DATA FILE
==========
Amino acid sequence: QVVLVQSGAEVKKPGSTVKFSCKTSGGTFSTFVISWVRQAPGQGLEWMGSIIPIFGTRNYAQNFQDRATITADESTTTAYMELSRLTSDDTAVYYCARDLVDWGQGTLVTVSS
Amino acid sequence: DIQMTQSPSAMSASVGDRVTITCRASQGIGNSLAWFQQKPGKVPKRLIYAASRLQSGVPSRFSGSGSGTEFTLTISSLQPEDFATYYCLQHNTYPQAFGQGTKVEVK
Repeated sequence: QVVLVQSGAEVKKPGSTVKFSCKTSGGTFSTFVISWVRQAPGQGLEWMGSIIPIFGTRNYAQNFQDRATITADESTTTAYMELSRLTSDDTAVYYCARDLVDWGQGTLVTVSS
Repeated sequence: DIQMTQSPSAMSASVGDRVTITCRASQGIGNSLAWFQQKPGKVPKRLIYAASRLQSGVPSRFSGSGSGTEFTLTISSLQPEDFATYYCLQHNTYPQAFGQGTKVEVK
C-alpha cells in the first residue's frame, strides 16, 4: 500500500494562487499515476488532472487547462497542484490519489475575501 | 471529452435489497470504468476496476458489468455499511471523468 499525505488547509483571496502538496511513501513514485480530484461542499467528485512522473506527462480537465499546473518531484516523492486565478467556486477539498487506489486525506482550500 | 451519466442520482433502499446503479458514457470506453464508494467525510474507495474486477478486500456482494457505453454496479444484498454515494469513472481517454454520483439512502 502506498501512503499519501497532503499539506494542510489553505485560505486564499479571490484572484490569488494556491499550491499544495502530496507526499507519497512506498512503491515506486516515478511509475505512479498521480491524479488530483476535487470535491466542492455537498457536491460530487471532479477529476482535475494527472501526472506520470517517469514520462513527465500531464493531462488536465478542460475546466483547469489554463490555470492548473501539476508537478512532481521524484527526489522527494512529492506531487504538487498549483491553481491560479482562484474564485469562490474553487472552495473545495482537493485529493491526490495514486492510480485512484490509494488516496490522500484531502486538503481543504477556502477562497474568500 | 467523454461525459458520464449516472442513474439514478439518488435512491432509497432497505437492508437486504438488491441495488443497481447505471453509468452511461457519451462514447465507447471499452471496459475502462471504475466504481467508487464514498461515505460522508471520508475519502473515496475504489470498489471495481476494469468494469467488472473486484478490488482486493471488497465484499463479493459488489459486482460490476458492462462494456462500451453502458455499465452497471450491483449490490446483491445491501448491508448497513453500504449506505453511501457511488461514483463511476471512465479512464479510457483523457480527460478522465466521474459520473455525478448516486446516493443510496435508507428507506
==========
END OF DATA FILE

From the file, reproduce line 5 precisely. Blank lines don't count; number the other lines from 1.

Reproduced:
C-alpha cells in the first residue's frame, strides 16, 4: 500500500494562487499515476488532472487547462497542484490519489475575501 | 471529452435489497470504468476496476458489468455499511471523468 499525505488547509483571496502538496511513501513514485480530484461542499467528485512522473506527462480537465499546473518531484516523492486565478467556486477539498487506489486525506482550500 | 451519466442520482433502499446503479458514457470506453464508494467525510474507495474486477478486500456482494457505453454496479444484498454515494469513472481517454454520483439512502 502506498501512503499519501497532503499539506494542510489553505485560505486564499479571490484572484490569488494556491499550491499544495502530496507526499507519497512506498512503491515506486516515478511509475505512479498521480491524479488530483476535487470535491466542492455537498457536491460530487471532479477529476482535475494527472501526472506520470517517469514520462513527465500531464493531462488536465478542460475546466483547469489554463490555470492548473501539476508537478512532481521524484527526489522527494512529492506531487504538487498549483491553481491560479482562484474564485469562490474553487472552495473545495482537493485529493491526490495514486492510480485512484490509494488516496490522500484531502486538503481543504477556502477562497474568500 | 467523454461525459458520464449516472442513474439514478439518488435512491432509497432497505437492508437486504438488491441495488443497481447505471453509468452511461457519451462514447465507447471499452471496459475502462471504475466504481467508487464514498461515505460522508471520508475519502473515496475504489470498489471495481476494469468494469467488472473486484478490488482486493471488497465484499463479493459488489459486482460490476458492462462494456462500451453502458455499465452497471450491483449490490446483491445491501448491508448497513453500504449506505453511501457511488461514483463511476471512465479512464479510457483523457480527460478522465466521474459520473455525478448516486446516493443510496435508507428507506